Acknowledgments
We thank all of the patients for their participation in this study. Additionally, we thank Michel M. Teussink, MSc, for his assistance with MathLab. We also thank Odette A.M. Tigchelaar-Besling, MD, for sharing her clinical observations. 
Supported by the Stichting A.F. Deutman Researchfonds Oogheelkunde, Nijmegen, The Netherlands; Foundation Fighting Blindness USA (FFB Grants C-GE-0811-0545-RAD01 and BR-GE-0510-0489-RAD); The Netherlands Organization for Health Research and Development (ZonMW; TOP-Grant 40-00812-98-09047); and the Nederlandse Oogonderzoek Stichting (NOS), Nijmegen, The Netherlands. CJFB was supported by a Niels Stensen Fellowship Award. The authors alone are responsible for the content and writing of the paper. 
Disclosure: R.A.C. van Huet, None; N.M. Bax, None; S.C. Westeneng-Van Haaften, None; M. Muhamad, None; M.N. Zonneveld-Vrieling, None; L.H. Hoefsloot, None; F.P.M. Cremers, None; C.J.F. Boon, None; B.J. Klevering, None; C.B. Hoyng, None 
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Footnotes
 RACvH and NMB contributed equally to the work presented here and should therefore be regarded as equivalent joint first authors.
Figure 1
 
Flow chart depicting the selection process of Stargardt patients with foveal sparing for inclusion in the study. FP, fundus photography.
Figure 1
 
Flow chart depicting the selection process of Stargardt patients with foveal sparing for inclusion in the study. FP, fundus photography.
Figure 2
 
Fundus photographs of three patients with STGD1. (A) Fundus photograph of the right eye of patient 4 (at age 60), showing fundus flavimaculatus flecks and parafoveal atrophy of the RPE. (B) Fundus photograph of the left eye of case 5 (at age 45), showing fundus flavimaculatus flecks and parafoveal atrophy of the RPE. (C) Mosaic of fundus photographs of the right eye of case 12 (at age 73), showing profound central atrophy of the RPE; this patient previously had foveal sparing.
Figure 2
 
Fundus photographs of three patients with STGD1. (A) Fundus photograph of the right eye of patient 4 (at age 60), showing fundus flavimaculatus flecks and parafoveal atrophy of the RPE. (B) Fundus photograph of the left eye of case 5 (at age 45), showing fundus flavimaculatus flecks and parafoveal atrophy of the RPE. (C) Mosaic of fundus photographs of the right eye of case 12 (at age 73), showing profound central atrophy of the RPE; this patient previously had foveal sparing.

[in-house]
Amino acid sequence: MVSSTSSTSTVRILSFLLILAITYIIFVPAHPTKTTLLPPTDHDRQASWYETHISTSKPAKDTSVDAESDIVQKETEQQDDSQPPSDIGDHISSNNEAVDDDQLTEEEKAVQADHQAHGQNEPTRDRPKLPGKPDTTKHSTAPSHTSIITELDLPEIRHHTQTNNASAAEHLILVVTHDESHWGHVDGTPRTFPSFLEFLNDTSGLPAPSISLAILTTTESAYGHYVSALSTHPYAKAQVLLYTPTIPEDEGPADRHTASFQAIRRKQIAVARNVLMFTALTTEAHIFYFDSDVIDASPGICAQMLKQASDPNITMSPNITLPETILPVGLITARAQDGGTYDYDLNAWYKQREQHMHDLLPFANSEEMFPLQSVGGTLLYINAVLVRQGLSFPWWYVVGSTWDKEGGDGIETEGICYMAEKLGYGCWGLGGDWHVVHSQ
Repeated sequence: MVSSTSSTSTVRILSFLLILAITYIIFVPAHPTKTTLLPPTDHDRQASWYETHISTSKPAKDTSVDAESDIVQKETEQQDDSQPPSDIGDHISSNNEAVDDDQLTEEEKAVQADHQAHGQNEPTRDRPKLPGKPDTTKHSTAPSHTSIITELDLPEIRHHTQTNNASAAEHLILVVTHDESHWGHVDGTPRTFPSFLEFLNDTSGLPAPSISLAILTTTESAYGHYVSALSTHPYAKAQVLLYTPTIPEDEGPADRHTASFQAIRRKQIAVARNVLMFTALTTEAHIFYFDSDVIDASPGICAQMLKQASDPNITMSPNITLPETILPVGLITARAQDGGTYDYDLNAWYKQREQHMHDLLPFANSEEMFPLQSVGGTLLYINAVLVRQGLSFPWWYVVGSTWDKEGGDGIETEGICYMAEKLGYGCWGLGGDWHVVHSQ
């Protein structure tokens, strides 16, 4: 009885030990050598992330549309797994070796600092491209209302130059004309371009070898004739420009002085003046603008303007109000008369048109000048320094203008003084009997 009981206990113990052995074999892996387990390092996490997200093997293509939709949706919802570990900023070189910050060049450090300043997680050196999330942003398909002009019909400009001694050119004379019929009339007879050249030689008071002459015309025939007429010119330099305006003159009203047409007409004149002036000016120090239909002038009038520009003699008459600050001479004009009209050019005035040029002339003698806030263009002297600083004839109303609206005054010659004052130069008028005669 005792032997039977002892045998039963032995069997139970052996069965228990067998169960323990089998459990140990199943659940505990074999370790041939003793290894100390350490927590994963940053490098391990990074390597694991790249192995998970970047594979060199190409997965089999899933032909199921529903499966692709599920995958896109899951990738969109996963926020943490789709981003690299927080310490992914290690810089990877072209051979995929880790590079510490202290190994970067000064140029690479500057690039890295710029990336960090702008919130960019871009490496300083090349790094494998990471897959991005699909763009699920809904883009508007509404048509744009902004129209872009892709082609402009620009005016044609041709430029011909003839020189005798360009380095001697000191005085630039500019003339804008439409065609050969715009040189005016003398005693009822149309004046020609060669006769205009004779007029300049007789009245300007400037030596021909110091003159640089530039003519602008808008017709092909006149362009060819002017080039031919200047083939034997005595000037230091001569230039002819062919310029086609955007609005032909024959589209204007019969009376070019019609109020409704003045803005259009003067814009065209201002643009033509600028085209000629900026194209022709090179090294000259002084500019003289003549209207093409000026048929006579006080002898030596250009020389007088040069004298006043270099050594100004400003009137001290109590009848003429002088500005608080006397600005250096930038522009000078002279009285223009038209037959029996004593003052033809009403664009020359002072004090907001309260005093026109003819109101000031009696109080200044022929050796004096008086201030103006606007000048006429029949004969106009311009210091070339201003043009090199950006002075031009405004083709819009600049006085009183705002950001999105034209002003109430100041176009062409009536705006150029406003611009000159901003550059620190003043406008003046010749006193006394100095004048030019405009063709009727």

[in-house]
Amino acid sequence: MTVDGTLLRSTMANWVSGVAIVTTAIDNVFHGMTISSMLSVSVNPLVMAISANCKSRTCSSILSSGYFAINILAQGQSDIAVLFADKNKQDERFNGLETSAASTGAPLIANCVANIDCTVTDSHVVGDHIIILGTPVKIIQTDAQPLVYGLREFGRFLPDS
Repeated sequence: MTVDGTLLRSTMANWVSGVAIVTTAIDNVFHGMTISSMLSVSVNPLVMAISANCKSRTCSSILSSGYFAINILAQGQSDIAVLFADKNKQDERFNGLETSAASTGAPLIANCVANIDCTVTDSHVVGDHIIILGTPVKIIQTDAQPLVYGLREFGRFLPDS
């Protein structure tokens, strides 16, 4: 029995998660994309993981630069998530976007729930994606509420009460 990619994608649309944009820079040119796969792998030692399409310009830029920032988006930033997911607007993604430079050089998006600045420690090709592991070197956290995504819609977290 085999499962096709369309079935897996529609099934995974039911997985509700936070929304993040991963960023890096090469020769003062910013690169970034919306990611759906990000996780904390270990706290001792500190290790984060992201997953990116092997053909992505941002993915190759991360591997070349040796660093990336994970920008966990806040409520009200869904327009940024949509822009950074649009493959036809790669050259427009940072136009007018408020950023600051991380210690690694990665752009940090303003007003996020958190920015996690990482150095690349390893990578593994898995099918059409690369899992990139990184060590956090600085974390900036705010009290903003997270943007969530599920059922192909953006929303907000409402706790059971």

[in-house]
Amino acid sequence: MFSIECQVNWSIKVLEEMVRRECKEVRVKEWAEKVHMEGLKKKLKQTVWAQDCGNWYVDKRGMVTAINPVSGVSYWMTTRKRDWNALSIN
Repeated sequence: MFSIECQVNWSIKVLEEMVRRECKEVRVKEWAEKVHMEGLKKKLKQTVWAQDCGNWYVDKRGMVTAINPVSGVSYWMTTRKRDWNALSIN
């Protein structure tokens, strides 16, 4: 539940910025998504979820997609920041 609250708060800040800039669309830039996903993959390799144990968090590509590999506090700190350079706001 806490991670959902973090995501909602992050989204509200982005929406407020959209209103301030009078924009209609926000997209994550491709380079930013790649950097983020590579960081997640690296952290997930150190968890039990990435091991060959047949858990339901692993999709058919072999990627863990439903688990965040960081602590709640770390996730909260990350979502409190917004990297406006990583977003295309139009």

Figure 3
 
Multimodal imaging of the right fundus of patient 3 at age 62. (A) Fundus photograph showing irregular flavimaculatus flecks and atrophy of the central RPE; note that the fovea is spared. (B) Fluorescein angiograph showing the dark choroid sign, hyperfluorescence, visible choroidal vessels due to window defects, and a normal-appearing fovea. (C) Fundus autofluorescence image showing hyperautofluorescent flecks and RPE atrophy with foveal sparing. The green horizontal line indicates the scanning level of the OCT scan in (D). (D) An OCT scan through the fovea clearly shows the preserved cone photoreceptors in the fovea surrounded by atrophy of the outer retina and RPE.
Figure 3
 
Multimodal imaging of the right fundus of patient 3 at age 62. (A) Fundus photograph showing irregular flavimaculatus flecks and atrophy of the central RPE; note that the fovea is spared. (B) Fluorescein angiograph showing the dark choroid sign, hyperfluorescence, visible choroidal vessels due to window defects, and a normal-appearing fovea. (C) Fundus autofluorescence image showing hyperautofluorescent flecks and RPE atrophy with foveal sparing. The green horizontal line indicates the scanning level of the OCT scan in (D). (D) An OCT scan through the fovea clearly shows the preserved cone photoreceptors in the fovea surrounded by atrophy of the outer retina and RPE.
Figure 4
 
Natural course of fundus and perimetric changes in STGD1 with foveal sparing. FAF imaging can be used to identify the three stages that occur in foveal sparing. In stage 1, confluent parafoveal RPE lesions surround the macula, leaving several connections of intact RPE with the surrounding vital RPE (stage 1 [A, C]). Over time, the RPE atrophy progresses, and the lesions interconnect, leaving only one isthmus of RPE (stage 2 [E, G]). Further disease progression leads to an isolated fovea that is surrounded completely by RPE atrophy (stage 3 [I, K]). Eventually, RPE atrophy overcomes foveal resistance, leading to foveal degeneration (post foveal sparing [L, N]). Static perimetry examination reveals absolute perifoveal scotomas with intact foveal sensitivity in all eyes with foveal sparing (B, D, F, H, J). Large absolute scotomas with diminished foveal sensitivity were observed in the eyes post foveal sparing (M, O). (A, B) FAF (A) and 24-2 perimetry (B) in patient 13 at age 63. (C, D) FAF (C) and 30-2 perimetry (D) in patient 4 at age 60 and 61, respectively. (E, F) FAF (E) and 10-2 perimetry (F) in patient 3 at age 64 and 65, respectively. (G, H) FAF (G) and 24-2 perimetry (H) in patient 5 at age 45. (I, J) FAF (I) and 30-2 perimetry (J) in patient 8 at age 66 and 65, respectively. (K) FAF in patient 6 at age 58. (L, M) FAF (L) and 30-2 perimetry (M) in patient 10 at age 53. (N, O) FAF (N) and 30-2 perimetry (O) in patient 12 at age 73.